By Ron Krayewski


flexible senior


We all know what rehabilitation is or at least we all think we know what it means. The true definition is “to restore to a good working condition.” But what about PRE-habilitation? Isn’t it more important to prepare for an inevitable injury, sickness or surgery and even to postpone death?

The best form of pre-habilitation may well be as simple as strength training, which may be performed at home or at a commercial gym. Lifting weights or any resistance has many health benefits.

Balance can definitely be improved by working the lower body, front, rear, and both sides of the legs, as well as the core, (a band that surrounds the body and separates the upper body from the lower body).

Strong muscles will help prevent bones from being broken as easily during falls that may occur when walking on uneven surfaces and strength training will help prevent Sarcopenia, or shrinking of muscle size with corresponding loss of strength.

Lifting weights may reduce or eliminate osteoporosis, or weak bone structure, prevalent in older women, which in conjunction with strong muscles will aid in fewer broken or fractured bones.

Dementia, such as Alzheimer’s Disease, may be prevented with a sound program of strength training which also stimulates brain waves.  Parkinson patients can benefit greatly by adding resistance exercises for balance and fine motor control tuning.

Functional movements, as we age, become more difficult. Even performing simple tasks such as squatting, bending over to pick up an object or reaching over-head can be made more effortless with resistance exercises stressing these movements.

Strength training for fat loss may actually enlarge the heart, thicken it’s walls and make the heart perform more efficiently and is far superior to performing endless hours of long slow cardio, as in walking on a treadmill.

Recovery from surgery will come quicker when the muscles surrounding the surgical site are strengthened, as muscle heals faster than fat. Prepare for upcoming operations with strength training especially where the incision is to be made.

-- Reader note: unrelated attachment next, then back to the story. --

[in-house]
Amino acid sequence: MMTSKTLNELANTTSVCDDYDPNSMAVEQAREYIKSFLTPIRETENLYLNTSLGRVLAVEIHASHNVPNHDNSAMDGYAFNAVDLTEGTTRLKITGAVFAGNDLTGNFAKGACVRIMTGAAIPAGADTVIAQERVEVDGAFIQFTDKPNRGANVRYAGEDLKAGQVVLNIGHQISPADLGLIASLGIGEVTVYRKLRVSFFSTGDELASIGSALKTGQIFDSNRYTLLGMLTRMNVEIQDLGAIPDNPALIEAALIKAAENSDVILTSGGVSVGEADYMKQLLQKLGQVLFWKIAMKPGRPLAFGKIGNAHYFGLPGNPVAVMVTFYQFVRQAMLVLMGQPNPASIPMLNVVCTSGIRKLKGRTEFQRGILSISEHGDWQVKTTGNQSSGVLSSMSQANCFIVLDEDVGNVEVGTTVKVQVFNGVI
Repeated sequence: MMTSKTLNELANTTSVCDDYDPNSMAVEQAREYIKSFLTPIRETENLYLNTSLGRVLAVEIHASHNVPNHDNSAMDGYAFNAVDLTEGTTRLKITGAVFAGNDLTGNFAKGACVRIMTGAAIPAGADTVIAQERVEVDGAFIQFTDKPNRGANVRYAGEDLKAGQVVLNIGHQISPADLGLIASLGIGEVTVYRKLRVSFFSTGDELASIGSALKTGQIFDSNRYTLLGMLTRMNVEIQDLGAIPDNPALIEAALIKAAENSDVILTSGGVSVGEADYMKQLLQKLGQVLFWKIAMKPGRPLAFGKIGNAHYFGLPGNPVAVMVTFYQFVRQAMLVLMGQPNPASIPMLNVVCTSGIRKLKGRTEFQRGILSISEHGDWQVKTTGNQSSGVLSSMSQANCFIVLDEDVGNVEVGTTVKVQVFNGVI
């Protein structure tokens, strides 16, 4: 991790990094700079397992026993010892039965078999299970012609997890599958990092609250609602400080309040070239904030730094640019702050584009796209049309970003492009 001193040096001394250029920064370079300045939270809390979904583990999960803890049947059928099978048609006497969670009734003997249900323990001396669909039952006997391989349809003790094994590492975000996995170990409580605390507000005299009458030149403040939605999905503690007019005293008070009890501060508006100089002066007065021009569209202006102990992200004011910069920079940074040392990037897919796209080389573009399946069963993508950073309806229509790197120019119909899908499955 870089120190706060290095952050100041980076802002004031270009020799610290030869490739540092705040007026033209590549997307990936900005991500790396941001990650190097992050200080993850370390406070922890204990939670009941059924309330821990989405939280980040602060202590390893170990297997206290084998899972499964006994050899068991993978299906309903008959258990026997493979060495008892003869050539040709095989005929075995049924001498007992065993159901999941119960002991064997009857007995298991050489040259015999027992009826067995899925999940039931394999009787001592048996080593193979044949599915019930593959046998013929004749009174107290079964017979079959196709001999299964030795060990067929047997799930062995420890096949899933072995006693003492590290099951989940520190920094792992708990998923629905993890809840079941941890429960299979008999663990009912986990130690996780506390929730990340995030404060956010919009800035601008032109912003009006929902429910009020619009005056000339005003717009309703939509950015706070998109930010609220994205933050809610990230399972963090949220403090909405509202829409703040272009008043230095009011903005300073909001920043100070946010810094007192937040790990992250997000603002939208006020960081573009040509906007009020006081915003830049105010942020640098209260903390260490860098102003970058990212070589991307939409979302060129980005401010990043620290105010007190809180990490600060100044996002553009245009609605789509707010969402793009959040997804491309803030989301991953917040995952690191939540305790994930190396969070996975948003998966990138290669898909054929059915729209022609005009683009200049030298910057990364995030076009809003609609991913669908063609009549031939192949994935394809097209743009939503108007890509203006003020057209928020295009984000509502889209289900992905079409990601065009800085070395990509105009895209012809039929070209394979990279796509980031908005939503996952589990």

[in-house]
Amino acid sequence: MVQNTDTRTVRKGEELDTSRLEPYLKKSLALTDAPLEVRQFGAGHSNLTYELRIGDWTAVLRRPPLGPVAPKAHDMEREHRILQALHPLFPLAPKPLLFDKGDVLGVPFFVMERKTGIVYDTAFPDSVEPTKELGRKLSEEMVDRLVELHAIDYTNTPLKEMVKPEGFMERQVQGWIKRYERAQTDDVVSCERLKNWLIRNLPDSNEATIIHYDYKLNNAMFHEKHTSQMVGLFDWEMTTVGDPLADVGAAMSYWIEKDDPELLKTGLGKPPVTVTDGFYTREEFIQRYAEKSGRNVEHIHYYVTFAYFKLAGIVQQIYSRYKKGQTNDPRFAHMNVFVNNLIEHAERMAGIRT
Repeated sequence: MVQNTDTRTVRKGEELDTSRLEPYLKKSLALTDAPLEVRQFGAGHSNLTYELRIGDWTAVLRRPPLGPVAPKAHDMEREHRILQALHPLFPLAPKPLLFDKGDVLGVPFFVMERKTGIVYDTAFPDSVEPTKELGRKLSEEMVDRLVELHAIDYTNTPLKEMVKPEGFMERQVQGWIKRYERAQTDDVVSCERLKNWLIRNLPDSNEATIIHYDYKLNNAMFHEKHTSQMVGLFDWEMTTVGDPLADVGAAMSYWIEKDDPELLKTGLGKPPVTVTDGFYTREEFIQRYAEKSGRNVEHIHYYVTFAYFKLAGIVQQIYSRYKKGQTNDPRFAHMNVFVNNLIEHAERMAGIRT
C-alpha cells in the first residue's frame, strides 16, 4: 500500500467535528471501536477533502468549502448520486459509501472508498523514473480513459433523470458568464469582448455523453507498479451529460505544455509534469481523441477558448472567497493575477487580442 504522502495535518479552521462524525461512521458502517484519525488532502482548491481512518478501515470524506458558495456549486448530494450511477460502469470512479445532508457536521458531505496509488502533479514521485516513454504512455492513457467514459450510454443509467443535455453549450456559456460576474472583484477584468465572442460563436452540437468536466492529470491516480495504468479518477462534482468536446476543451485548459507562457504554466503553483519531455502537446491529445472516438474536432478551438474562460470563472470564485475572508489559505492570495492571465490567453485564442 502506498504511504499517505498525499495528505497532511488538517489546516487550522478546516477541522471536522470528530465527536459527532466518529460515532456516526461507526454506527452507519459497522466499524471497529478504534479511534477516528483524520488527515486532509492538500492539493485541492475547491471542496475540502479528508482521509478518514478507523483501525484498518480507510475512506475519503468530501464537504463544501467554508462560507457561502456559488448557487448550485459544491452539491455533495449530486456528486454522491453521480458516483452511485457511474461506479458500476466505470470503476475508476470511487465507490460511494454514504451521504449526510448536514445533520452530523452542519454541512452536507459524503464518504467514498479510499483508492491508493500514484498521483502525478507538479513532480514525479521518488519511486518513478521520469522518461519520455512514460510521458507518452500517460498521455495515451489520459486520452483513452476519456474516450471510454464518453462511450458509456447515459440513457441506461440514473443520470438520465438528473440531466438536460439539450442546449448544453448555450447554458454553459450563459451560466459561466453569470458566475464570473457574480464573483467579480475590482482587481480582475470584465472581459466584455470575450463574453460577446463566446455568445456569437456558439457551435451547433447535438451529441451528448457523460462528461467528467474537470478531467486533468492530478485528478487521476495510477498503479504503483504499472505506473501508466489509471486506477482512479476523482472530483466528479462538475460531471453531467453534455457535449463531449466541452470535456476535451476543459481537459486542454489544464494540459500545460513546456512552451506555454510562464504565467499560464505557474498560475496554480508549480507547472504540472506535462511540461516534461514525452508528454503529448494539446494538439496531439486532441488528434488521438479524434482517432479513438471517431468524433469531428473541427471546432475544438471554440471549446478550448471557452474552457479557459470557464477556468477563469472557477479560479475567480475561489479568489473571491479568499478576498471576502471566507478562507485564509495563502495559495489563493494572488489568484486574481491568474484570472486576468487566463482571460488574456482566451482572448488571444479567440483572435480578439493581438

Joint replacements will become easier to recover from when the muscles holding that particular joint are strengthened and the time for rehabilitation will be shortened and you will be back to a normal life sooner than expected.

On a personal note, I took my first weight lifting course as a freshman at Texas Christian University in1966, and have continued to workout as I approach my 69th birthday. In the last three years I have had a hip replacement, which I prepared for and I recovered in less than a week. I survived a five day-old burst appendix and left the hospital five days later with my surgeon saying “You have just won the lottery.”

Last year I had a random attack of Tackycardia where my heart rate zoomed up to 167 Beats per Minute (BPM) for seven hours until a Cardiologist applied pressure to my eye- balls which brought my heart rate down to a respectable 67 BPM.

Last June it was discovered seizures in my right leg were caused by a Stage 4 malignant brain tumour that needed to be removed immediately. That surgery was successfully performed on Tuesday morning and I was back to training at the gym on the following Friday.

Strength Training really is the best medicine.


Ojo Del Lago
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